There are great recipes for chicken soup and stew in Cooking for Your Gluten-Free Teen (pages 92 and 129). Both are simple to prepare but require more basic cooking than a college kid would find easy. For example, the chicken in the chicken soup is leftover from homemade roasted or boiled chicken. My daughter Sarah will not be roasting or boiling whole chickens at college this September. Chicken Soup is one of her staples for lunch and dinner.
For Sarah’s college recipe file I developed a super simple (really!) chicken soup that is nutritionally well balanced: minimum fat, maximum protein and veggies. Just as important, perhaps more so, it is easy to make, can be frozen and reheated, and is full of robust flavor. One bowl makes a main dish meal.
The ingredients are all readily available, shelf stable, canned or frozen. And if your kid is not fond of mixed vegetables (carrots, corn, peas and green beans), then substitute frozen peas and carrots or just frozen peas. Who doesn’t like green peas?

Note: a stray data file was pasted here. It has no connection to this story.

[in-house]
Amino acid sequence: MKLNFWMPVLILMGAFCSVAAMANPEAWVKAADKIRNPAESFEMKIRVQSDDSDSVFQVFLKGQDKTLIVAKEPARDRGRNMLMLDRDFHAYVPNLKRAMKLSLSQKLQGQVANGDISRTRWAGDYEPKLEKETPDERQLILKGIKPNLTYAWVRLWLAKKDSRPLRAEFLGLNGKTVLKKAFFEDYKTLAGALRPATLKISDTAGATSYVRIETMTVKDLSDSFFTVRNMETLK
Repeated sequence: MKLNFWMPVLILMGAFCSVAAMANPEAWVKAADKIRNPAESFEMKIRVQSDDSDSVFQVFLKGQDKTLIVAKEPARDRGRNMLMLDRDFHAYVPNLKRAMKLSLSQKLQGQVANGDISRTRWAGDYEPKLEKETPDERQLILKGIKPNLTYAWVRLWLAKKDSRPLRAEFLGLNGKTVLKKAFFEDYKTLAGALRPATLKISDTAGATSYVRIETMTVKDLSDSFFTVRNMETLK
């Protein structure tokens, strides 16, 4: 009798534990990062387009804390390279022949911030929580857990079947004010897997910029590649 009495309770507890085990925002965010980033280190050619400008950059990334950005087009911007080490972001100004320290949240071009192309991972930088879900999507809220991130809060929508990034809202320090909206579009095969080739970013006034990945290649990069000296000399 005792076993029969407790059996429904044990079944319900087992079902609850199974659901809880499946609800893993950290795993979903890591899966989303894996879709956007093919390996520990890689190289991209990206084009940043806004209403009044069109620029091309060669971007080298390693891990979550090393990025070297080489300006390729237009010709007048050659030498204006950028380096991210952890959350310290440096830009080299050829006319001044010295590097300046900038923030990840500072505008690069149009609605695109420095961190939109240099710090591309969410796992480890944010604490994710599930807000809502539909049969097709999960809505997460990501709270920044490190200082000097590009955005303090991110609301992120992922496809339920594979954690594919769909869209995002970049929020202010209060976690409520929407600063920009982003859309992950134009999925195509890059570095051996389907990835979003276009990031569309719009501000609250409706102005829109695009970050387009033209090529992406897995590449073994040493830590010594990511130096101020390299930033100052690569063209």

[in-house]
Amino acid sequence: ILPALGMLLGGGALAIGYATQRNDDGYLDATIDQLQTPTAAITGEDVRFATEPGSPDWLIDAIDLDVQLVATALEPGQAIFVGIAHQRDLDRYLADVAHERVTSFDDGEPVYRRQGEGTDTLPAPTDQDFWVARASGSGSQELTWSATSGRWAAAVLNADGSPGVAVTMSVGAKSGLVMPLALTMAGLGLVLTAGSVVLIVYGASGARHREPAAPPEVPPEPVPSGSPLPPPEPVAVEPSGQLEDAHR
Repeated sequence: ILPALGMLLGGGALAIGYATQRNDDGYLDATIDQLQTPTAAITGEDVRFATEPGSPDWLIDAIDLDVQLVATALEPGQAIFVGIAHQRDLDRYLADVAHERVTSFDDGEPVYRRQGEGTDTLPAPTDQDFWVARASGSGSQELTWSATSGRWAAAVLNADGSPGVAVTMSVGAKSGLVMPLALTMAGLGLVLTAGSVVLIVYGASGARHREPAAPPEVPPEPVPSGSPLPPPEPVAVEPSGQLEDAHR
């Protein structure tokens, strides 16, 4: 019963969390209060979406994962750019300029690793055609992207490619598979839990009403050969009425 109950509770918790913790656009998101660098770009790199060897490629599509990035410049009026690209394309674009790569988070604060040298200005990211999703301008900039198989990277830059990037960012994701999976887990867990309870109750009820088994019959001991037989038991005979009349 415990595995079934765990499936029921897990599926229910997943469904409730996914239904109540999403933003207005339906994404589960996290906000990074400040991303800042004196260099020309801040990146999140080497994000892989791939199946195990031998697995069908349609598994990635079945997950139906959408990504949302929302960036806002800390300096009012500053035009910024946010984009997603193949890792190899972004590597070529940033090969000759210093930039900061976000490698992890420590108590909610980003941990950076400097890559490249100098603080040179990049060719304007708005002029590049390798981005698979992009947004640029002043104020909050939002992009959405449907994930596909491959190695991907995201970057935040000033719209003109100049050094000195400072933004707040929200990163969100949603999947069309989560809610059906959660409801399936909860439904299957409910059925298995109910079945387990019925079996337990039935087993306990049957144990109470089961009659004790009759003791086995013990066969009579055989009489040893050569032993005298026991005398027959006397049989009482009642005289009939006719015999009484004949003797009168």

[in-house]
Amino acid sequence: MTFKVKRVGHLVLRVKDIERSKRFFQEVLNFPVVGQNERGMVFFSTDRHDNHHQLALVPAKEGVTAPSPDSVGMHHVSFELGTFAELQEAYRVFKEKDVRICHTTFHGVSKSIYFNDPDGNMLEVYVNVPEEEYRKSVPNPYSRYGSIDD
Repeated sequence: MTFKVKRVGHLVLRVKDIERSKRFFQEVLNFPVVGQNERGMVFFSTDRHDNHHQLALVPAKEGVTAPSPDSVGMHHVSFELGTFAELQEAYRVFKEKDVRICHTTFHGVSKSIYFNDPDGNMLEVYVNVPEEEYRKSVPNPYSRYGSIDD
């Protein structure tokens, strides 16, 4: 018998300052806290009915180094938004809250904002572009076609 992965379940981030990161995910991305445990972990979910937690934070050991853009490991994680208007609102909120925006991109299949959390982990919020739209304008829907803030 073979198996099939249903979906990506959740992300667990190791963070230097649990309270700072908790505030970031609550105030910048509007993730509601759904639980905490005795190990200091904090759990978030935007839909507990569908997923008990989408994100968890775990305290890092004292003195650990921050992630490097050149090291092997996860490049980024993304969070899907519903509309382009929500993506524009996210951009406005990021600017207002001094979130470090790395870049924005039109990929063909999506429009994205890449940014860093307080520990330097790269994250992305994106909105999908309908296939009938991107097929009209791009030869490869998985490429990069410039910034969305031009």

Rather than using gluten-free pasta (which tends to get mushy when it stands in soup) or potatoes (which need peeling), I used instant brown rice in the soup. It cooks in 5 minutes and it holds up well. You can always substitute instant white rice.
My family is my tasters’ panel, and this chicken soup passed with high approval.
- 1 quart prepared gluten-free chicken stock
- 1 gluten-free low-sodium chicken bouillon cube (preferably Herb Ox)
- 1 tablespoon dried minced onion
- 1 12-ounce bag frozen mixed vegetables OR
- Frozen peas and carrots OR
- Frozen peas
- 1 cup instant brown rice or white rice
- 1 (12.5-ounce) can gluten-free chicken breast meat with liquid
- In a 3-½ quart saucepan add stock, bouillon cube and onion. Heat over medium-high heat to a boil. Add vegetables and rice and stir. Bring to a boil. Lower heat to a brisk simmer and cook for 10 minutes. Add chicken and liquid. Bring to a boil. Stir.
- When reheating refrigerated or frozen soup, add as much additional chicken broth as needed for a soup-like consistency.
For more of Sarah’s college recipes, see:
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